Jim Carrey: Great actor, or greatest actor?
Jim Carrey stars in “I Love You Phillip Morris.”
- Film Roundup
★★★ (out of four)
This is exactly what Dwayne Johnson needed. After years of
ignoring his true calling as a badass action star, preferring
instead to parade around in tutus in a bizarre attempt to establish
himself as a “family-friendly” nice-guy talent, the actor once
known as The Rock has finally flung himself full-force into
The bare-bones story of a man out for revenge against the
criminals who murdered his brother, “Faster” delivers some
decidedly nasty thrills and puts Johnson’s larger-than-life image
center stage. It’s a choice role in a good film, but unfortunately,
Johnson is forced to share too much screen time with other, less
compelling characters. The film is solid as it stands, but if
Johnson had the stage to himself, there’s no telling how
bone-crunchingly awesome this thing could have been.
“HARRY POTTER AND THE DEATHLY HALLOWS:
Warner Bros. has been taking some flack these past few years as
their Harry Potter film series took a nose-dive in terms of
creativity and overall effectiveness, and the harsh criticisms are
not without cause. After Alfonso Cuaron and Mike Newell each left
the series after just one (successful) installment, the studio
turned to the well-respected British filmmaker to close out the
final three chapters, and the results have been uneven.
Sure, the movies still rake in obscene amounts of cash all over
the globe, but from an artistic standpoint, the consensus seems to
be that Yates took a once-vibrant series and ran it into the ground
— perhaps as a result of his own willingness to let the studio
heads call all the shots. Though marginally entertaining, “Order of
the Phoenix” and “The Half-Blood Prince” both suffered enormously
from flat, truncated screenplays that never allowed any breathing
room for these characters or their story.
From “The A-Team” to “Salt,” the season’s films have highlighted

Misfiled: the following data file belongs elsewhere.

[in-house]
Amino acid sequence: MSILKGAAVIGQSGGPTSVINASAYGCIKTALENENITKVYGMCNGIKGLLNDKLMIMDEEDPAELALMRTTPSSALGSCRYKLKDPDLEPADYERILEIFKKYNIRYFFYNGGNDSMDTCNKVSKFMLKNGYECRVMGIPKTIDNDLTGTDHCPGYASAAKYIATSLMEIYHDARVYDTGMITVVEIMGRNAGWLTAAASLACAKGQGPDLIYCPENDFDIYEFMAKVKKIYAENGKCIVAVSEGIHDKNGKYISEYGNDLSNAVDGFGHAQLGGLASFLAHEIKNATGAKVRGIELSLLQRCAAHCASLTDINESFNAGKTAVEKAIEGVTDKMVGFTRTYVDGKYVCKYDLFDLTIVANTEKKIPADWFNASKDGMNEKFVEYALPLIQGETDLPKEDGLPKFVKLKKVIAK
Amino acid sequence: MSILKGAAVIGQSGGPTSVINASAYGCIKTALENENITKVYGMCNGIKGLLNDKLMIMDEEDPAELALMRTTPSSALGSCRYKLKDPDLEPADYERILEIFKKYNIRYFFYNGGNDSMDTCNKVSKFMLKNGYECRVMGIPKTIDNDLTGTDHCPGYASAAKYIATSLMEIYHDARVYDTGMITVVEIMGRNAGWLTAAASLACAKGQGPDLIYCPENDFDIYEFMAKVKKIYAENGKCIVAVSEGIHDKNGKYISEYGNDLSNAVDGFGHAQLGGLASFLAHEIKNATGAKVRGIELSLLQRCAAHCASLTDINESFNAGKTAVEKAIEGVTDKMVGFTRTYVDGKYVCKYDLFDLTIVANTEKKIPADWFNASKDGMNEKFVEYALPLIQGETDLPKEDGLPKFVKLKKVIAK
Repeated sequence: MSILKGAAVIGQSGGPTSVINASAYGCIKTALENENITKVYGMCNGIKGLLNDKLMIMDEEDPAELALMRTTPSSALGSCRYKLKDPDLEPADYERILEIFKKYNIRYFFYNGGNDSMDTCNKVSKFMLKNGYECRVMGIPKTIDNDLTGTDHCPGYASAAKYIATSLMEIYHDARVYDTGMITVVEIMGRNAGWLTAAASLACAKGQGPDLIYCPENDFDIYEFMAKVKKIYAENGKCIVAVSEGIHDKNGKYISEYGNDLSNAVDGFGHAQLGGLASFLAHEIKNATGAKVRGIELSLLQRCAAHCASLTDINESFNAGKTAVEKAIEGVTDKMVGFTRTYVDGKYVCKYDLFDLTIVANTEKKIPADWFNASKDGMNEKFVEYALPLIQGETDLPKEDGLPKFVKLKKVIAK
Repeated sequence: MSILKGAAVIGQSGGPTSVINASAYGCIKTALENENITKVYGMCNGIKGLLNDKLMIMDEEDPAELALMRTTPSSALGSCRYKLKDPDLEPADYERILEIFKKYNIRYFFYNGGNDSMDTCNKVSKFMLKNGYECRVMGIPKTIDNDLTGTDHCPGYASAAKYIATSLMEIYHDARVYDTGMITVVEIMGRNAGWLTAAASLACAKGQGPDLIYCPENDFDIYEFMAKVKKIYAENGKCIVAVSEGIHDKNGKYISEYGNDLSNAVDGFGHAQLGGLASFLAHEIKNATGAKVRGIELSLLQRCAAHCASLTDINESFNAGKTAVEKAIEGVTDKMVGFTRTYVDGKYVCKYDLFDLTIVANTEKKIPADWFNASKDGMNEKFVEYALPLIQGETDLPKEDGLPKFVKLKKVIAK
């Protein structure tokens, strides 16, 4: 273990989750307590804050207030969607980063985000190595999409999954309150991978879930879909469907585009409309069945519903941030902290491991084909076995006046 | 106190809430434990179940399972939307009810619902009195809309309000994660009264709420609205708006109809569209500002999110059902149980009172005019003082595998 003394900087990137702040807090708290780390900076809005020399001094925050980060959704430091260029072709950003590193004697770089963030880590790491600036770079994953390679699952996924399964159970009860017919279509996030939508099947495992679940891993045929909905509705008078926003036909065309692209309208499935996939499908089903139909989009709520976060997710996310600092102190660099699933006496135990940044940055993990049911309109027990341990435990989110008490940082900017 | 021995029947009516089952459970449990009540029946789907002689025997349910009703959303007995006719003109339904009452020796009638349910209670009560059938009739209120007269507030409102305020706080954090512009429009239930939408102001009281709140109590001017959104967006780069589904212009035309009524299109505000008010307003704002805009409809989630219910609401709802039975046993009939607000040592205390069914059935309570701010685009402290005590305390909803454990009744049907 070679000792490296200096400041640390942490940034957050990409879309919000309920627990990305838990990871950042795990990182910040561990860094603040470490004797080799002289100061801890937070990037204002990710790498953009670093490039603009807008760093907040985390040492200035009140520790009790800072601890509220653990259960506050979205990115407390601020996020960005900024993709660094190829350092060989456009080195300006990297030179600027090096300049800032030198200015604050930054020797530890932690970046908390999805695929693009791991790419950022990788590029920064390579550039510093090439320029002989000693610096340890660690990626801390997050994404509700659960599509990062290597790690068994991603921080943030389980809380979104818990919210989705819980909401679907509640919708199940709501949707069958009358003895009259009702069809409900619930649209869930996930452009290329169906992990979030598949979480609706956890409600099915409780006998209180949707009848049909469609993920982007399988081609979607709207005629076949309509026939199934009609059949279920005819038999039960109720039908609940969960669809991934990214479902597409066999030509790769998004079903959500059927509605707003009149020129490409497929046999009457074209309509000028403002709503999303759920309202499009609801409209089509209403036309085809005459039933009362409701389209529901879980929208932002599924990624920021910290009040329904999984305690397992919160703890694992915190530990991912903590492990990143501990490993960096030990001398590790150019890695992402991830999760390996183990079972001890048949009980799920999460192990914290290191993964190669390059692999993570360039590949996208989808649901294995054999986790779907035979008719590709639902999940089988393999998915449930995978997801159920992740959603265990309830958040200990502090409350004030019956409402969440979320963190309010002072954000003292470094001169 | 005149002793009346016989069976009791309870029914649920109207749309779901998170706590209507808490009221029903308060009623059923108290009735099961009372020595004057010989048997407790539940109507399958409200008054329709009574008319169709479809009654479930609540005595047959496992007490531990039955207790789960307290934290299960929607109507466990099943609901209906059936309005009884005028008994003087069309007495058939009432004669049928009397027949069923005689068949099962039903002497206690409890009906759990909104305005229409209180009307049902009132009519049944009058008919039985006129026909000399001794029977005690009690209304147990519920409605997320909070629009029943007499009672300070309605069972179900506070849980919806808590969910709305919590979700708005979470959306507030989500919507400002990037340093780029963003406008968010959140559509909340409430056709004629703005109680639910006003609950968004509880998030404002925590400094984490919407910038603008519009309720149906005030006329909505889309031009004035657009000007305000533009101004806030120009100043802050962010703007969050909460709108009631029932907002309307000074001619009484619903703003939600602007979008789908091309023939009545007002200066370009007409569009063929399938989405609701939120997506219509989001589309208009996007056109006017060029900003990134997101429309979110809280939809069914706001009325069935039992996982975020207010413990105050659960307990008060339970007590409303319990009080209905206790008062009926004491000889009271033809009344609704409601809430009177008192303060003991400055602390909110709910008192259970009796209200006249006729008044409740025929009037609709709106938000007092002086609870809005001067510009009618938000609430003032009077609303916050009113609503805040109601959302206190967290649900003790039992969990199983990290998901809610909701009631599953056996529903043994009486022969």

the inability of most directors to creatively and effectively
document movement on screen. The nuances of kinetics appear to be
completely lost on these people, to the extent that their action
sequences are not only unimpressive — they’re genuinely
confounding, largely due to hyper-stylized editing and overly busy
- New Films
Director: Paul Weitz.
Stars: Ben Stiller, Teri Polo.
The plot: The Focker and the Byrnes families brace themselves
for the arrival of a baby.
Directors: Ethan Coen, Joel Coen.
Stars: Jeff Bridges, Matt Damon.
The plot: A young girl recruits a tough U.S. Marshall to track
down the man who killed her father.
Genre: Drama, Western.
Posted: Friday, December 17, 2010 10:10 am
Updated: 7:05 am, Sat Dec 18, 2010.
So … yeah. I don’t even know anymore, guys. This time of year is
supposed to serve as vindication for the legions of cinephiles who
happily suffered the slings and arrows of months past, confident
that their patience would be rewarded in the form of awesome fall
movies. Instead, in wide release, the best we’ve gotten lately is
“Unstoppable,” “Faster” and the new “Harry Potter” — and as much as
I enjoyed them in a relative sense, this isn’t exactly what I was
looking forward to for all those desolate months.
Sacramento hasn’t been much help, and consequently most movies
worth seeing aren’t playing outside San Francisco. Hopefully that
will slowly but surely change as the hyped limited-release titles
continue to expand (this week’s pick has finally made its way from
S.F. to Sac), but frankly, I’m running low on hope.
Or, use your
Friday, December 17, 2010 10:10 am.
Updated: 7:05 am.